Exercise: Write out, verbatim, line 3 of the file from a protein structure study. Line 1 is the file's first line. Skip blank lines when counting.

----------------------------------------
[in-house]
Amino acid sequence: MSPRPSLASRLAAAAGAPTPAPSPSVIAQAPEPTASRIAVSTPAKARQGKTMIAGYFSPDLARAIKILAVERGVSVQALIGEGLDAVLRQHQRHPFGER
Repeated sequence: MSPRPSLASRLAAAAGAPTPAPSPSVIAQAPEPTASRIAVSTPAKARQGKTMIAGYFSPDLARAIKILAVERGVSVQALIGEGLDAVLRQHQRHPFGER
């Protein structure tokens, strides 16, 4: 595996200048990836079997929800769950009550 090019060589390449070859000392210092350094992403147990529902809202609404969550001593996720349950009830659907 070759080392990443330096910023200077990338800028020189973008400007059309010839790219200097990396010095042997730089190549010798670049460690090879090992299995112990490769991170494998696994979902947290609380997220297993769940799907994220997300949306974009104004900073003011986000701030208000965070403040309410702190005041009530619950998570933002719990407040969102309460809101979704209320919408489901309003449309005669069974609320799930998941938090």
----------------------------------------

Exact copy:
Repeated sequence: MSPRPSLASRLAAAAGAPTPAPSPSVIAQAPEPTASRIAVSTPAKARQGKTMIAGYFSPDLARAIKILAVERGVSVQALIGEGLDAVLRQHQRHPFGER